How the Job Search Rules Are Different for Career Changers - Brought to You By eLearners.com
Starting over, mid-career, is a tricky process. But if you do it correctly, it can be the most rewarding change you've ever made. According to career coaches, Ayn Fox and Michael Cushman, adaptation is the key to professional reinvention. Career changers need to acknowledge their unique position, and adjust their job seeking strategies accordingly.
Here are 3 ways in which job hunting rules are different for career changers:
1. Your Resume Is Less Important
Too many career changers fret over resume details, thinking small tricks and tweaks might get them noticed. In reality, a career changer's resume isn't worth much, without some prior introduction. Career coach, Michael Cushman, agrees. "On paper," Cushman levels, "you can't compete. It's very unlikely that you will open a door with a resume."
The solution? Create opportunities to meet influential people. Go to conferences, meetings, and book readings. Demonstrate your competencies. Look for volunteer roles, or take a part-time job at a company that represents your new field. Once you're acquainted with industry decision-makers, your resume will carry more weight - regardless of which font you choose.
Ayn Fox suggests another route. "As an alternative to a resume, try a job proposal. If you've done your research, and you know the challenges that a company is having, create a proposal that illustrates how you can provide value."
2. Your Experience is Less Important
When you're applying for a new job in a familiar industry, it's great to emphasize your experience. Prospective employers will be interested in your story - or history, as it were. But for career changers, the smart approach is to "know the future." Cushman advises his clients to ask themselves, "where is this industry headed? How can I help this company lead the way?" Try to steer the dialogue away from 1988's occupational trials and travails. Instead of sounding seasoned and experienced, you'll just sound old.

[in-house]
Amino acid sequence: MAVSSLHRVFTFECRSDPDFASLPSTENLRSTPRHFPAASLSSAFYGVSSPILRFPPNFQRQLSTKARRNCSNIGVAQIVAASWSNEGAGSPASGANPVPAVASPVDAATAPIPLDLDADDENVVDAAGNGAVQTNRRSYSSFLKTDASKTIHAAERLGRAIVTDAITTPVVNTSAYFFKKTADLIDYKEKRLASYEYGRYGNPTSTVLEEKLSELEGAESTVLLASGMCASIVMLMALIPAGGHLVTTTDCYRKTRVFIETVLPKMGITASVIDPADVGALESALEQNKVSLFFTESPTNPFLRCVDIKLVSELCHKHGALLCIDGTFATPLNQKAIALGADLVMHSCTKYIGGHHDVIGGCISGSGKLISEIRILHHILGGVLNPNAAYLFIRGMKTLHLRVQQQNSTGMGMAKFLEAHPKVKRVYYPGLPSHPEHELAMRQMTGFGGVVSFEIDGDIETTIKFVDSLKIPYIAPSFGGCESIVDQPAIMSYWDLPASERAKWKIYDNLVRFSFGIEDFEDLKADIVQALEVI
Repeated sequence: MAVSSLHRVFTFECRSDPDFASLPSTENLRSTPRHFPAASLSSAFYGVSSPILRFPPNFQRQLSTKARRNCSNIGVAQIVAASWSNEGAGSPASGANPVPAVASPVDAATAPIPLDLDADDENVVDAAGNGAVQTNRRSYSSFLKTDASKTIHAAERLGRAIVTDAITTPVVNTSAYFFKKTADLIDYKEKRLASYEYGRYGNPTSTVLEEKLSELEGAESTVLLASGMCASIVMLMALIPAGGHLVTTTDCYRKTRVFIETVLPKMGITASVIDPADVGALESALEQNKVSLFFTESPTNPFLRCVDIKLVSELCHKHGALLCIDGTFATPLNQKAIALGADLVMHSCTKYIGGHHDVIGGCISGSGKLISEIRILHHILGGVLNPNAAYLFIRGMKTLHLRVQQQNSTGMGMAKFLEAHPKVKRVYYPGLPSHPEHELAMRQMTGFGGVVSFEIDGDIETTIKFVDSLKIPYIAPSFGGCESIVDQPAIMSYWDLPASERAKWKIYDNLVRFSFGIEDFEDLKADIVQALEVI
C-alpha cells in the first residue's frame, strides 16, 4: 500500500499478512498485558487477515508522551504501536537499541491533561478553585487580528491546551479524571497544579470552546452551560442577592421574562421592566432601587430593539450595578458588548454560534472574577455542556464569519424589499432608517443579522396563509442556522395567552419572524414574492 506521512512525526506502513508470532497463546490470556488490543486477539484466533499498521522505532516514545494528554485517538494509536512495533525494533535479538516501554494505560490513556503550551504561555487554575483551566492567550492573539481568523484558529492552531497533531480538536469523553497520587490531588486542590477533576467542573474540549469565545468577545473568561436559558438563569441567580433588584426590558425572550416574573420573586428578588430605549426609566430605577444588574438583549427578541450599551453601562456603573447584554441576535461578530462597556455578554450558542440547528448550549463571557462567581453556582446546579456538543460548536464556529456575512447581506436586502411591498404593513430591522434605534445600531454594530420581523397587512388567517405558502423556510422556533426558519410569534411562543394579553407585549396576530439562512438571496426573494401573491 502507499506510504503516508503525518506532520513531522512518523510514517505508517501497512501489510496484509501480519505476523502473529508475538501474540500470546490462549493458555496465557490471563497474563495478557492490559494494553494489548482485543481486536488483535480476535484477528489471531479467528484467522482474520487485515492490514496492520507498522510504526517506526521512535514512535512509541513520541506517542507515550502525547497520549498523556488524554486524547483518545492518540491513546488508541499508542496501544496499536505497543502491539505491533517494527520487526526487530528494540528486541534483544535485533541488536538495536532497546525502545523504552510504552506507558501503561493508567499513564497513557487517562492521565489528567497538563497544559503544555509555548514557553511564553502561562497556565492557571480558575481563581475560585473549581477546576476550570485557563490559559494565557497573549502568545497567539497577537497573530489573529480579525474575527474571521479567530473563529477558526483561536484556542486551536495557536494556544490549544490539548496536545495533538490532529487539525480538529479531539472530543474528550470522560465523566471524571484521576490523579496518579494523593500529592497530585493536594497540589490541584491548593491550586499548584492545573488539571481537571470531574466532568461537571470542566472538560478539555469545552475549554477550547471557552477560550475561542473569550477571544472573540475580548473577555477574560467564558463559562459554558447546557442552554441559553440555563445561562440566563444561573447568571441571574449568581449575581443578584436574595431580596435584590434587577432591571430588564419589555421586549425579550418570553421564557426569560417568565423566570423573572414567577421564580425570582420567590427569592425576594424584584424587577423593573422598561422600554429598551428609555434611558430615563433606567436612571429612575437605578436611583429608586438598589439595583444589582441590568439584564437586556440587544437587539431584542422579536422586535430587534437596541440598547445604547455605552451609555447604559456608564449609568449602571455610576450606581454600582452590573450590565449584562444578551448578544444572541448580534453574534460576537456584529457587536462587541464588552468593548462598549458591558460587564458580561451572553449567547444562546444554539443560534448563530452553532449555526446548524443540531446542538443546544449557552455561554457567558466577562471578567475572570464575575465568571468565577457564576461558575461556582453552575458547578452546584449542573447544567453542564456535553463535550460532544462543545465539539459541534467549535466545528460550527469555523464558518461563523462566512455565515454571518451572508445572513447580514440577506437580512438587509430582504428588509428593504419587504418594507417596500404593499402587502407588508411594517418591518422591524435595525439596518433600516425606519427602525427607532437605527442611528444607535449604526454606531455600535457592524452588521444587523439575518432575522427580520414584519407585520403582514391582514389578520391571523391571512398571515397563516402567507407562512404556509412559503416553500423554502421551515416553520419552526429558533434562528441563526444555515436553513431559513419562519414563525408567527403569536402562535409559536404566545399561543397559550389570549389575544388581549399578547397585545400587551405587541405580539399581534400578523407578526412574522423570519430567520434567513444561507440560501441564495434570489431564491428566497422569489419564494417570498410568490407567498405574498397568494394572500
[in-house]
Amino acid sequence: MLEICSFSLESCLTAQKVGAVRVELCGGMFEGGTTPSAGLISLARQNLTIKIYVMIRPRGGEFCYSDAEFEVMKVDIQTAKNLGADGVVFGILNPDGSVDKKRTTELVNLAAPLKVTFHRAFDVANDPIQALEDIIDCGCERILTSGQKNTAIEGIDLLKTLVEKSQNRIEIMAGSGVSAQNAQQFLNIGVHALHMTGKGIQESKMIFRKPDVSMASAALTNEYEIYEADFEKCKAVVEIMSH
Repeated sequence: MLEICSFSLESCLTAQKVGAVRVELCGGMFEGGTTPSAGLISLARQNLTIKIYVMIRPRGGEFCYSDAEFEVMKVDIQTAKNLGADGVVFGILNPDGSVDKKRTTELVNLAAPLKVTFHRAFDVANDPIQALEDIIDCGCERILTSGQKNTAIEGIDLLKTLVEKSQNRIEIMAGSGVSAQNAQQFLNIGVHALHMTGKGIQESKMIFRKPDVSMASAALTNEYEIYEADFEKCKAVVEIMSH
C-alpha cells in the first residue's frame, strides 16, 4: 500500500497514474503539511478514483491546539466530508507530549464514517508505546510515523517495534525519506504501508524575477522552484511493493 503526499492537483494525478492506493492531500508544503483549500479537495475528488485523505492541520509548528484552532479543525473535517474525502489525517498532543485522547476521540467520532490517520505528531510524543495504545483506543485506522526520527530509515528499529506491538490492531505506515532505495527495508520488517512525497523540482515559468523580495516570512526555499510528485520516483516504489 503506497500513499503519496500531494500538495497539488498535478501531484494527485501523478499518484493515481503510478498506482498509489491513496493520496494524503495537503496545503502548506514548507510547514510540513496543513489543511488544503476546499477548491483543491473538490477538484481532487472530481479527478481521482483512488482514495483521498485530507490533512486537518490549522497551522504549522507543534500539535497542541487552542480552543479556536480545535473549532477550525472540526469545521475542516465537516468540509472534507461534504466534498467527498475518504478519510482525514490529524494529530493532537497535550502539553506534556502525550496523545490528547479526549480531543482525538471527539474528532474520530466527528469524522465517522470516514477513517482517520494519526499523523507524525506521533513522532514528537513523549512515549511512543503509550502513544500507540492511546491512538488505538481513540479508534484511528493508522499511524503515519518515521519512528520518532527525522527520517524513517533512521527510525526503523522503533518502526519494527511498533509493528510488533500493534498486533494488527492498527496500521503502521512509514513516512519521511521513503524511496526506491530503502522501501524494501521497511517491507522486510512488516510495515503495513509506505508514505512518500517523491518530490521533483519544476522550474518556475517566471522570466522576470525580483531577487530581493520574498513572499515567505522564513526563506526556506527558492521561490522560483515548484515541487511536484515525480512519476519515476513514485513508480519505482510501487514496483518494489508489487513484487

So how do you become someone who "knows the future?" Fox urges job seekers to attend industry events and read the professional journals. Familiarity won't happen overnight, but if you're truly moving towards a more fulfilling career, you'll at least be engaged with the news and debates at hand.
3. Your "New Guy" Status Can Be an Advantage
If you're straight out of college, being the new guy is usually a disadvantage. At 22, you're just like thousands of other recent grads. But when it comes to career change, being the "new guy" is actually a good thing. People assume that you're bringing useful skills from your former industry, and they're more inclined to show you what they know.
Cushman tells career changers that it's okay to embrace the "student" role, as long as they've made an effort to become knowledgeable beforehand. Learn the layout of your new industry, in terms of its size, key players, growth rate, trends, business drivers, typical customers, and forms of competition. Learn what's going on with industry technology. Investigate famous people in the industry - including top CEOs and consultants. And of course, learn the industry's jargon.
After all that, you'll come across as the informed new guy. Your preparation will make a favorable impression on interviewers and new coworkers. You will be capable of asking intelligent questions, which will make conversations flow smoothly. "Just be careful," Cushman warns, "not to come across as the smarty-pants new guy."
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